5. I have a 16-year-old mare that had two foals after we purchased her four years ago. We have tried to breed her through artificial insemination to no avail. She spent a week at Auburn University, which they could not find a reason why she would not breed. Any suggestions? (View Answer)
    Mares are remarkably fertile animals. However, their productivity declines after the age of about 13. The fact that your mare has had two foals in the last four years is encouraging, but without more details of her breeding history, it will be difficult to make specific suggestions here. In young, "normal" mares, pregnancy occurs in about 60% of cycles. During the course of the average breeding season, though, we would expect 90% or more to conceive after breeding through four or five cycles unless infection or other pathology is involved. Even though she has had foals in previous years, she has eggs and a reproductive tract that are 16 years old, and many mares of this age can be challenging. Managing older mares often requires diagnostic tests. Culture, biopsy and ultrasound images can detect abnormalities that may impair fertility, but our understanding of the amazingly complex intricacies of reproduction is still very limited. Although the standard diagnostic tests may come back completely "normal", these observations are a minuscule segment of the entire process. There are many things we can measure, but the microscopic, cellular events that must take place for pregnancy to be established and maintained to term are still a mystery . Some mares just "skip years". It is not uncommon, despite exhaustive measures, to fail to get the mare in foal this year, but she easily conceives the first time next year. Artificial insemination (AI) can improve fertility in older mares because it reduces the chance of infection, but many mares--even difficult cases--will "take" when they are simply turned out with a stallion. Although stallion owners may be reluctant to do this due to concerns for safety, horses have been making foals a lot longer than there have been people to manage them. You may try changing stallions. There are aspects of the immune system that may impair fertility in mares bred repeatedly to the same stallion. In addition, there are some breed specific genetic disorders that can have effects on fertility. These tests are readily available through your AAEP member veterinarian. Madison Seamans, DVM, MS, Kuna, Idaho
  6. How old is too old to breed a mare for the first time? (View Answer)
    Mares do not typically go through menopause, as they will usually cycle throughout their entire lives, but their fertility starts to decline after about 13 years as their eggs and reproductive organs age. Mares that have had foals regularly up to that age, may be easier to get in foal, so their productivity can extend into later years. However, older, "maiden" mares can be a real challenge to breed. There is no greater danger to the mare due to advancing age, but conception is often more difficult. Madison Seamans, DVM, MS, Kuna, Idaho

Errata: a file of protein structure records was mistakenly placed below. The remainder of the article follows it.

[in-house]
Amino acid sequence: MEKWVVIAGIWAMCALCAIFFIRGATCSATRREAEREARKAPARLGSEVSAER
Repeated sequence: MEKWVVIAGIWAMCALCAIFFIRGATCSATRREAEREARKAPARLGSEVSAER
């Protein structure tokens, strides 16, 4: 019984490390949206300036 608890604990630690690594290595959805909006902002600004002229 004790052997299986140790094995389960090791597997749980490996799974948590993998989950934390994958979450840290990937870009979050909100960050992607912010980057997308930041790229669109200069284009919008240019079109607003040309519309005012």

7. I have a 16-year-old mare that has had two foals after we purchased her four years ago. We have tried to artificially inseminate (AI) her to no avail. She spent a week at Auburn University in which they could not find a reason why she would not breed. Any suggestions? (View Answer)
    Mares are remarkably fertile animals. However, their productivity declines after the age of about 13. The fact that your mare has had two foals in the last four years is encouraging, but without more details of her breeding history, it will be difficult to make specific suggestions here. In young, "normal" mares, pregnancy occurs in about 60% of cycles. During the course of the average breeding season, though, we would expect 90% or more to conceive after breeding through four or five cycles unless infection or other pathology is involved. Even though she has had foals in previous years, she has eggs and a reproductive tract that are 16 years old, and many mares of this age can be challenging. Managing older mares often requires diagnostic tests. Culture, biopsy and ultrasound images can detect abnormalities that may impair fertility, but our understanding of the amazingly complex intricacies of reproduction is still very limited. Although the standard diagnostic tests may come back completely "normal", these observations are a minuscule segment of the entire process. There are many things we can measure, but the microscopic, cellular events that must take place for pregnancy to be established and maintained to term are still a mystery . Some mares just "skip years". It is not uncommon, despite exhaustive measures, to fail to get the mare in foal this year, but she easily conceives the first time next year. Artificial insemination (AI) can improve fertility in older mares because it reduces the chance of infection, but many mares--even difficult cases--will "take" when they are simply turned out with a stallion. Although stallion owners may be reluctant to do this due to concerns for safety, horses have been making foals a lot longer than there have been people to manage them. You may try changing stallions. There are aspects of the immune system that may impair fertility in mares bred repeatedly to the same stallion. In addition, there are some breed specific genetic disorders that can have effects on fertility. These tests are readily available through your AAEP member veterinarian. Madison Seamans, DVM, MS, Kuna, Idaho
  8. What are all the different ways of detecting a twin pregnancy in a mare? (View Answer)
    Although there are some hormone tests available to determine pregnancy in mares, the only reliable method of detecting twins is with ultrasound. This is a safe and very effective way of imaging the reproductive tract of mares and is readily available through most AAEP members. Madison Seamans, DVM, MS, Kuna, Idaho